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I Think, Therefore I Spam
This week’s Blog Swap post is from Amitai Givertz of Recruitomatic.
Most people I ask complain that unsolicited email is the most egregious form of advertising. There are many reasons for this, some of which I understand and some of which I donÃ¢â¬â¢t. To the extent that the cumulative affect of spam Ã¢â¬â clogging stuff up Ã¢â¬â is problematic, and porn and nasty words are offensive to most right-minded people, I get it. I can even see why some people might get annoyed with the same message touting mortgages or member-enhancing herbal concoctions arriving day in and day out can get tiresome. Even the deceptive subject lines. But, to the extent that spam is inherently bad because it is unsolicited, makes no sense to me at all.
With few exceptions advertising is, by its nature, obtrusive and mostly irrelevant to the hapless recipientsÃ¢â¬â¢ needs, wants and desires. Most advertising is unsolicited, or a trade-off at best. I want televised entertainment and news, so I put up with the ads. Do I want to change my choice of tampon, refinance my house, or sleep with Fabio? I donÃ¢â¬â¢t. Do you? I listen to the radio, so I accept the ads. Am I suing someone, looking for hurricane shutters, needing a surgical procedure, fixing my credit scores and wishing I had to the fortitude to admit IÃ¢â¬â¢m an alcoholic and need help? Not this year. I drive up and down the turnpike but do I want to reconsider my unwanted pregnancy, go to college or tune in to another radio station and get a different demographically targeted set of ads? No more than I want to finish my on-the-road coffee without having to consider the fact that I should have saved a buck and bought a Styrofoam sandwich too.
Advertising Ã¢â¬â unsolicited, unwanted, and unnecessary Ã¢â¬â is everywhere! I use Instant Messenger and now have to consider whether I would do a number on Britney Spears or lie alone on a sleep-number bed. Even in the menÃ¢â¬â¢s room, as I stand there peeing, I am confronted with even more choices Ã¢â¬â but then again, what better place to catch my attention as I hold in my hand the very object of most advertisers subtle messaging? Yes, as an advertiser myself, I too find myself thinking on my feet.
The bottom-line? Advertising is the price we pay for free speech, freedom of choice and living in a free society. Whether unsolicited or not, itÃ¢â¬â¢s in your face (or in your hands) most of the time. And in the absence of these freedoms, advertising simply becomes repackaged and called propaganda. Messaging is prevalent because itÃ¢â¬â¢s fundamentally human.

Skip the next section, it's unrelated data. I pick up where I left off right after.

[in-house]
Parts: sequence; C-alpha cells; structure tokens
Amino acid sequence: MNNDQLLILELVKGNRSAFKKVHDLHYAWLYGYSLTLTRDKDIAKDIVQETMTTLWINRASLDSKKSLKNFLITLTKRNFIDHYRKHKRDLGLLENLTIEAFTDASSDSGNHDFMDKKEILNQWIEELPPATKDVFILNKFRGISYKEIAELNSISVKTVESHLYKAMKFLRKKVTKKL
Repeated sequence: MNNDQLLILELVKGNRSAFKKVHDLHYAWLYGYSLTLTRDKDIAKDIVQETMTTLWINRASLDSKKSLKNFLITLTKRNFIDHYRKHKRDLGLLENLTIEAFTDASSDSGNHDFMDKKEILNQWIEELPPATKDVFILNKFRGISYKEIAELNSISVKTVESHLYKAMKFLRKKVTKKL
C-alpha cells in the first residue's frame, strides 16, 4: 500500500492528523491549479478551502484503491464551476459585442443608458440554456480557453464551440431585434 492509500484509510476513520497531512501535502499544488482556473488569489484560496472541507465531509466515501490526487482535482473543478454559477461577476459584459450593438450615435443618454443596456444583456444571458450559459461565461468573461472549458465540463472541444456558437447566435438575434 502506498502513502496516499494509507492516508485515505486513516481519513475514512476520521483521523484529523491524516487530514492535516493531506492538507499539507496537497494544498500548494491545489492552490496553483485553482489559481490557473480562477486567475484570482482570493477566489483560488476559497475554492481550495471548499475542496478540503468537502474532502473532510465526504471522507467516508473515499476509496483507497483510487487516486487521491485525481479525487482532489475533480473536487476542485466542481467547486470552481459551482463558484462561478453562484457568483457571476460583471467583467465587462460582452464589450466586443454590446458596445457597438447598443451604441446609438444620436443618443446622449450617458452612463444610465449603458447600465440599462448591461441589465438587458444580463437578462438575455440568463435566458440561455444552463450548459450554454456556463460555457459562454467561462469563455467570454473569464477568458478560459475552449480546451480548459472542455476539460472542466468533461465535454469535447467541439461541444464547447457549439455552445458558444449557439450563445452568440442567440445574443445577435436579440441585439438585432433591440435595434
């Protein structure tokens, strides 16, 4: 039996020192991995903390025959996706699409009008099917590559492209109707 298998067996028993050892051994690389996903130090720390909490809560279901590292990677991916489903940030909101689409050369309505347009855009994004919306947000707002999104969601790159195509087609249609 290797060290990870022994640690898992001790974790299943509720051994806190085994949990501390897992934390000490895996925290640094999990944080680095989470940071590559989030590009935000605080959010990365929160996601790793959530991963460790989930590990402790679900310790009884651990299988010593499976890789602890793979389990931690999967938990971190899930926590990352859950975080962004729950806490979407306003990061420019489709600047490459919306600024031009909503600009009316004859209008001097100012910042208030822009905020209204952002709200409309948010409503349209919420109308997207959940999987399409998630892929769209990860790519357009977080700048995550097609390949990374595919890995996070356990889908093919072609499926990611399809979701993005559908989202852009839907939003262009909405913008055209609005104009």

Shally Ã¢â¬ÅShallywagÃ¢â¬Â Steckerl has a hot thread going on with his post Didn’t like SMS recruiting? Think again! Among the possible objections to text messaging recruitment/candidate communications to cell phones is the concern that this is Ã¢â¬ÅspammingÃ¢â¬Â. But just as Yahoo! HotJobs and Monster have mass e-mail options Ã¢â¬â is that considered spamming Ã¢â¬â the end may justify the means. Candidates are a de facto Ã¢â¬â not sacrosanct Ã¢â¬â demographic. What many Ã¢â¬ÅOh-golly-you-spammer-degenerateÃ¢â¬Â critics seemingly forget is that when a candidate posts their resume online they are inviting the attention of recruiters. If those recruiters turn to bulk mail, text messaging or mass e-mail to get their message delivered, then thatÃ¢â¬â¢s price a candidate must be prepared to pay for advertising themselves. While I concede that the delivery method can negatively impact employer branding and the candidate experience, thatÃ¢â¬â¢s not the point here. The point is that some people should get over themselves thinking that spam is a) unstoppable and b) the work of Satan.
I donÃ¢â¬â¢t choose to hear Ã¢â¬Åf-ingÃ¢â¬Â this and Ã¢â¬Åf-ingÃ¢â¬Â that, but if IÃ¢â¬â¢m Ã¢â¬Åout thereÃ¢â¬Â I accept there is a possibility I will. I donÃ¢â¬â¢t want to cleanse my bowels or find a job but IÃ¢â¬â¢m grateful that there is someone out there who recognizes that one day I might. And, I know our inboxes and cell phones are so personal to us as to be near-holy, but He too moves in mysterious ways. I suggest that anyone who has the problem today we all faced a few years back with unsolicited Ã¢â¬ÅjunkÃ¢â¬Â should consider that Ã¢â¬â as with all two way communication Ã¢â¬â they too have a responsibility to manage their lives. With freedom comes responsibility, no? I say, if you donÃ¢â¬â¢t like it, block it. If you donÃ¢â¬â¢t know how to block read the manual. In the meantime, long live advertising – in all its myriad forms!
ÃÂ© 2006 Amitai Givertz
[tags]Advertising, Ubiquity of Advertising, Spam[/tags]